Deciphering what’s actually sound health advice from what’s blindly buzzing on social media can be challenging. As far as I’m concerned, there are going to be plenty of so-called “wellness” trends that make your eyebrows scrunch and your mouth gape open, so if something makes you go “huh?” or “no way,” trust your gut and scroll onward. Sometimes it’s not even about whether a trend is “right” or “wrong,” though. Rather, it becomes a question of what’s right or wrong for your body. For example, Jessica Alba explained why she isn’t fan of the celery juice trend in a recent interview with Health, and the reasoning behind her disapproval was simply rooted in her own self-evaluation.
Before I jump into Alba’s epic response to the celery-juice scene (she somehow managed to make me laugh and cringe simultaneously), let’s chat puréed celery, because if for some reason you aren’t up to speed, you might be wondering what the big deal is. After all, celery juice is just another green juice, right? Eh, sort of.
According to Shape, the celery juice trend came to fruition when New York Times bestselling author, Anthony William, otherwise known as “the Medical Medium,” sneakily dropped a few mentions of celery juice into his books about holistic, natural food “cures.” William claimed that the beverage boasts some pretty significant healing properties, such as fixing a leaky gut, clearing up acne-prone skin, and even fighting cancer. But there’s one major detail to consider here: Per Shape, William has no medical or nutrition certifications to his name, and had little to no reliable evidence to back up the claims he was making about celery juice.
So is there any truth to this celery juice phenomenon? Is celery the cure-all hero the world needs, but doesn’t deserve? During an interview with MindBodyGreen, Rachel Goodman, RD, owner of the Brooklyn-based private practice Rachel Good Nutrition, relayed to the outlet that, yes, celery does boast some health benefits.
“Celery is a good source of potassium, vitamin K, and flavonoids—compounds that have been shown in studies to help keep electrolyte balance, function as antioxidants, and can help lower blood pressure and inflammation,” Goodman explained. Is it the answer to all your health woes? In short, no.
“[Celery] hasn't been studied as well as other fruits and vegetables that show benefits to our health, such as beets, blueberries, and avocado," Goodman said. So while celery can definitely help with digestion, reduce bloating, and boost your energy levels, it’s hardly the end-all-be-all of nutrition.
“If you enjoy celery juice, it can be part of a healthful eating pattern, but it should be part of the bigger picture and should not replace intake of all other vegetables and fruits,” Goodman told MindBodyGreen, and I think the key phrase there is “if you enjoy celery juice.” Those who like the taste of celery juice, or can at least tolerate it for the sake of reaping whatever benefits it does offer, seem to be all for the latest juice trend. Jessica Alba is not one of them.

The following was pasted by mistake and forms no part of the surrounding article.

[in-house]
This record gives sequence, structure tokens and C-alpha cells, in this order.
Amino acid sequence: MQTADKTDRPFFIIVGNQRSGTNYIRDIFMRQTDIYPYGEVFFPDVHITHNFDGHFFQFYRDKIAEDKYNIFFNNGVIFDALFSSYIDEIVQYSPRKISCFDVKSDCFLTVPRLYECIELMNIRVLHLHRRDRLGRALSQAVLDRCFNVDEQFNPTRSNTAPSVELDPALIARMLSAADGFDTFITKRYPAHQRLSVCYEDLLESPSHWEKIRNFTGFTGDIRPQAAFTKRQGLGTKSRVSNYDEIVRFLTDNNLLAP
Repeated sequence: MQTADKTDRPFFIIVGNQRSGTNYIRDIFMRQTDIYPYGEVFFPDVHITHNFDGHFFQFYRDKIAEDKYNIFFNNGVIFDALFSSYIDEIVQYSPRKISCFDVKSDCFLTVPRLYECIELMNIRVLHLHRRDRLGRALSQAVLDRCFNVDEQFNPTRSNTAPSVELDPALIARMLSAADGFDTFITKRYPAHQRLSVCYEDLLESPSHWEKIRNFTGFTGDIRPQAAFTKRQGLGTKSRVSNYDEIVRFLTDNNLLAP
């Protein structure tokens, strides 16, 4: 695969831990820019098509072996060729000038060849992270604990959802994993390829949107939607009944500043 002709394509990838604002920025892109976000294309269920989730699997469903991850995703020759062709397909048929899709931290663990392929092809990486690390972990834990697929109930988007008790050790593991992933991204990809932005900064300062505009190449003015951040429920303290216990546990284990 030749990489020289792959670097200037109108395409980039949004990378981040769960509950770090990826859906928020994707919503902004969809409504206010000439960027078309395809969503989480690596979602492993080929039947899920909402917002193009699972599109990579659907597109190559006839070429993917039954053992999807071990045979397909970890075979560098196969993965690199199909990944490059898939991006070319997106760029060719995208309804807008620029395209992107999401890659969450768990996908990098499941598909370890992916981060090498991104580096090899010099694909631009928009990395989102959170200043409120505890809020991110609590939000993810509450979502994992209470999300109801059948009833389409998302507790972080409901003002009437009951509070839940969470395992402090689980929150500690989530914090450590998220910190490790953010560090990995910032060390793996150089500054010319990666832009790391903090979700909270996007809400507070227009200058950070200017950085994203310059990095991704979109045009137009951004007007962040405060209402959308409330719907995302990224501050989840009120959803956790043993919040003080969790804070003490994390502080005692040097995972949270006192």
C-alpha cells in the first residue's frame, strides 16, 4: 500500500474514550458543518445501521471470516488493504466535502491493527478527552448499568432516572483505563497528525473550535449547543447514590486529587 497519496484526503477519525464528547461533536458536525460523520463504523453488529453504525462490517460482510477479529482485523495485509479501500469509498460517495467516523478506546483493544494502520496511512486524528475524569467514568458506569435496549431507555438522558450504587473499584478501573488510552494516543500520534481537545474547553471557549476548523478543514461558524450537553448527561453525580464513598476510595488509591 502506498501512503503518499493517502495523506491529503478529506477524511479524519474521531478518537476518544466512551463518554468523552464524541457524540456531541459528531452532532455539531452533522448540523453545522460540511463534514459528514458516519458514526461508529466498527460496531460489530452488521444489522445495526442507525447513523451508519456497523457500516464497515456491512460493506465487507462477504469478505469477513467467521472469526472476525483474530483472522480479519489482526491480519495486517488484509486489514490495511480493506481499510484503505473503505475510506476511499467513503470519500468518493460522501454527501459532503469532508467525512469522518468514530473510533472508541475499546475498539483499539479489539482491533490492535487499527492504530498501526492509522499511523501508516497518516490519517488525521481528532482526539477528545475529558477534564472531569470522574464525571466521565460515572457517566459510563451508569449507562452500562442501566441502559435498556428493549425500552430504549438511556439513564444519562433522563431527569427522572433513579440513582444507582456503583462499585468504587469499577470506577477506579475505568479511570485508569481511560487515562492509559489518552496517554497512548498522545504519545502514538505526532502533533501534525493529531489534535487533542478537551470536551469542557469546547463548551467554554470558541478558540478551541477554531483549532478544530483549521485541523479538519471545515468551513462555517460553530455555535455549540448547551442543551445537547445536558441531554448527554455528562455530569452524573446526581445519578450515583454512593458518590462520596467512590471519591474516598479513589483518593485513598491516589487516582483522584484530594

During her recent interview with Health, the mama of three made her stance on the celery juice trend very clear: She doesn’t like it, and therefore, she doesn’t follow it. “I tried celery juicing, and it empties your bowels in a very violent way all day long,” she told the outlet (cue my cringe), adding “I like things that taste good, and that just doesn’t taste good,” (cue my giggles). Clearly, at 37 years old, if there’s anything Alba isn’t, it’s inauthentic.
As the interview went on, and the L.A.’s Finest co-star talked all things exercise (it's not her favorite thing to do, but she said she feels it’s necessary for her mental health), food (she’s not into celery juice, but she is a fan of plant-based meals), and her favorite form of self-care (which is sleep — and TBH, same), I noticed a very clear pattern in Alba’s approach to wellness, and just life in general: Above all things, she seems to abide by her body and what it needs, not necessarily what the gurus prescribe.
To wrap up the interview, Alba was asked to speak about the accomplishment she’s most proud of. In true girlboss fashion, the actor-turned-entrepreneur said she was most proud of how she navigated the “challenges” and development of The Honest Company, a lifestyle brand that offers a variety of safe-for-the-family products, from diapers to cleaning sprays.
“I was really proud of my perseverance through the challenges and not letting things hold me back,” Alba told Health in regards to the development process — a lesson that, at least IMO, can be applied to life in general. “And it’s not going to be perfect," she continued, "and it shouldn’t be, but once you’re 70 or 80 percent there, you [launch] and tweak as you go.”
In a nutshell, it sounds to me like Alba's got life pretty much figured out. Once you get to a place where you feel genuinely comfortable with yourself, life really is just a learning process from there on out. Take a page from Alba's book and embrace what serves you, not what people tell you should serve you.